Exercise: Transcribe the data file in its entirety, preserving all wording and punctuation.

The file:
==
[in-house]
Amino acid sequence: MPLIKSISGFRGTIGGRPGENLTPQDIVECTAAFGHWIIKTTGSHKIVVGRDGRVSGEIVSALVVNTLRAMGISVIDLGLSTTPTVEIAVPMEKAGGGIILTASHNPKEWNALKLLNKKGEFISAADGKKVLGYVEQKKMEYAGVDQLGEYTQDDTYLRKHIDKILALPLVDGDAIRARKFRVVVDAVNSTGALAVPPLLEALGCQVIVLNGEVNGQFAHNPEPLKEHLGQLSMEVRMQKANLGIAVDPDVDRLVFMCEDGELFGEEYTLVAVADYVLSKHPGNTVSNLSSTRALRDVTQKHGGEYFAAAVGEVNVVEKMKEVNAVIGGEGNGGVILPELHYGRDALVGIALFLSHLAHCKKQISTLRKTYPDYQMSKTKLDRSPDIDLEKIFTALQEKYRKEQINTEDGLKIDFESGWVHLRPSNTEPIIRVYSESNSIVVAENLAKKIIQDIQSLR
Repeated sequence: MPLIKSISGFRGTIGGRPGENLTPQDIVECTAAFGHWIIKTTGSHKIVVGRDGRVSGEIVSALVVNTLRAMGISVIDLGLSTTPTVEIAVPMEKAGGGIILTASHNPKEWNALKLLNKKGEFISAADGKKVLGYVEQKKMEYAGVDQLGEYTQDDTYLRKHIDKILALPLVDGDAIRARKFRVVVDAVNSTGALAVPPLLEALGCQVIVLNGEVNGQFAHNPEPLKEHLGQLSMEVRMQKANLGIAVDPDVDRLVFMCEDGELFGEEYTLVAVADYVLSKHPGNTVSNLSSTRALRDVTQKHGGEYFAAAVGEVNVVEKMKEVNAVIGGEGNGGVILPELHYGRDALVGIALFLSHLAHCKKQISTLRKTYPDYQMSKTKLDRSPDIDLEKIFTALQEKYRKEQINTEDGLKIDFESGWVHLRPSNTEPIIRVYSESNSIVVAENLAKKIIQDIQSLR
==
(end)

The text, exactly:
[in-house]
Amino acid sequence: MPLIKSISGFRGTIGGRPGENLTPQDIVECTAAFGHWIIKTTGSHKIVVGRDGRVSGEIVSALVVNTLRAMGISVIDLGLSTTPTVEIAVPMEKAGGGIILTASHNPKEWNALKLLNKKGEFISAADGKKVLGYVEQKKMEYAGVDQLGEYTQDDTYLRKHIDKILALPLVDGDAIRARKFRVVVDAVNSTGALAVPPLLEALGCQVIVLNGEVNGQFAHNPEPLKEHLGQLSMEVRMQKANLGIAVDPDVDRLVFMCEDGELFGEEYTLVAVADYVLSKHPGNTVSNLSSTRALRDVTQKHGGEYFAAAVGEVNVVEKMKEVNAVIGGEGNGGVILPELHYGRDALVGIALFLSHLAHCKKQISTLRKTYPDYQMSKTKLDRSPDIDLEKIFTALQEKYRKEQINTEDGLKIDFESGWVHLRPSNTEPIIRVYSESNSIVVAENLAKKIIQDIQSLR
Repeated sequence: MPLIKSISGFRGTIGGRPGENLTPQDIVECTAAFGHWIIKTTGSHKIVVGRDGRVSGEIVSALVVNTLRAMGISVIDLGLSTTPTVEIAVPMEKAGGGIILTASHNPKEWNALKLLNKKGEFISAADGKKVLGYVEQKKMEYAGVDQLGEYTQDDTYLRKHIDKILALPLVDGDAIRARKFRVVVDAVNSTGALAVPPLLEALGCQVIVLNGEVNGQFAHNPEPLKEHLGQLSMEVRMQKANLGIAVDPDVDRLVFMCEDGELFGEEYTLVAVADYVLSKHPGNTVSNLSSTRALRDVTQKHGGEYFAAAVGEVNVVEKMKEVNAVIGGEGNGGVILPELHYGRDALVGIALFLSHLAHCKKQISTLRKTYPDYQMSKTKLDRSPDIDLEKIFTALQEKYRKEQINTEDGLKIDFESGWVHLRPSNTEPIIRVYSESNSIVVAENLAKKIIQDIQSLR